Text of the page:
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enthusiastic demonstrations, where the royal party bowed adieu to the'
local authorities, and set off at a more rapid rate toward their destina-
tion at Blair Athol. The remainder of the day was spent as a holiday
in town, and many festivities took place. After spending three weeks
in the Highlands, the royal party returned by the same route ; were
met in procession near the place where they had been parted with ;
were accompanied to the place of embarkation, where similar cere-
monies were observed, and expressions of satisfaction interchanged.
Thus the royal reception passed off with the greatest eclat ; and was
highly creditable to the wisdom, spirit, and taste of the authorities, and
to the good sense and loyalty of the people, who conducted themselves
Avith great propriety.
Several eminent men have been natives of or residenters in this town,
who merit a passing notice here, though our space will not admit
of particulars respecting them. The first we have to name is the dis-
tinguished hero of Scotland, already mentioned at page 18, whose early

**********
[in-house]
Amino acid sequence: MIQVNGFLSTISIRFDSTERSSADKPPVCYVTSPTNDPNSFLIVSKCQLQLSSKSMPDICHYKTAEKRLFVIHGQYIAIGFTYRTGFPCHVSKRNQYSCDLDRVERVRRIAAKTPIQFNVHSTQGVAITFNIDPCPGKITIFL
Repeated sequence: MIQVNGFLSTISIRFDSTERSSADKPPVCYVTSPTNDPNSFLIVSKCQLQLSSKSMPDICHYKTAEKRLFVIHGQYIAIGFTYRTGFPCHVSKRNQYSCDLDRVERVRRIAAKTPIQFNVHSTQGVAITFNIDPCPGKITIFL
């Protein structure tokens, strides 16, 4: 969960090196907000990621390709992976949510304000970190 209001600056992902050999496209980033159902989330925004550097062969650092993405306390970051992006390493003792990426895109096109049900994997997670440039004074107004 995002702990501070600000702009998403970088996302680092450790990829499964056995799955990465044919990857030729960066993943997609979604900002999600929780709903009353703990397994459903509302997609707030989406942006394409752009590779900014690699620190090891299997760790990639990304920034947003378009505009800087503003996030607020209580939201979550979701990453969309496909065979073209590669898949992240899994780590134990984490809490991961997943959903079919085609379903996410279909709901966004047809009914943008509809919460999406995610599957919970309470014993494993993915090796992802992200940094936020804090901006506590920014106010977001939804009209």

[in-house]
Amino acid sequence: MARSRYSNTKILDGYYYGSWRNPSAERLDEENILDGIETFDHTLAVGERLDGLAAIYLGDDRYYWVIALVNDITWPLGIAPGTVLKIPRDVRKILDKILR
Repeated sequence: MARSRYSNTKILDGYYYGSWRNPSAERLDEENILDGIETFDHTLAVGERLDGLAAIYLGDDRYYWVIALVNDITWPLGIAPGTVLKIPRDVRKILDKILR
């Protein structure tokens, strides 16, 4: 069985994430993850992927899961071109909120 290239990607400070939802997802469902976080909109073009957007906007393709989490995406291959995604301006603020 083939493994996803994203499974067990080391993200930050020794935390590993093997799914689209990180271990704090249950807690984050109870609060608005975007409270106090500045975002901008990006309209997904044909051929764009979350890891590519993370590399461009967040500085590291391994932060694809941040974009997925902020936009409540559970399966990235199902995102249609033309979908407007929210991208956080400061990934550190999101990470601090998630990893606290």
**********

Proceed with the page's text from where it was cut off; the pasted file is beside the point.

years were spent at our Public Seminary about 1285 ; where, doubtless,
his youthful mind was impregnated with those sentiments of patriotism
and love of freedom, which animated him to those deeds of magnanimity
and bravery that paved the way for the ultimate achievement of his
country's deliverance. The Scrymseoures of Craigie, and subsequently
of Dudhope, next merit a place. The first, Alexander Scrymseoure,
was contemporary of "Wallace, by whom he was constituted hereditary
Constable of Dundee, for his courageous services in wresting the Castle
from the hands of M orton, as already noticed, and this office descended
in the family for several centuries. Sir James Scrymseoure of Craigie
was Constable in 1389, and about a century after, the familj' acquired
the lands of Dudhope. Sir John Scrymseoure was raised to the peer-
age by the title of Viscount Dudhope in 1641. His son James, the
second Viscount, was wounded at the battle of Marston, and died of
fever induced by it, in 1644. His son was created Earl of Dundee in
1661 ; and dying without issue, seven years after, the peerage became
■ extinct. This family is now represented by Mr Scrymgeour Wedder-
liurn of Birkhill, Fifeshire. Hector Boece, the early Scottish historian,
was born at Dundee about 1465. He was elected, in 1500, first prin-
cipal of King's College, Aberdeen. In 1522, he published the Lives
of the Bishops of Aberdeen, and two years after, his History of Scotland
from the earliest times. He died in 1536. The Wedderburns, three
brothers, already mentioned at page 22, distinguished themselves about

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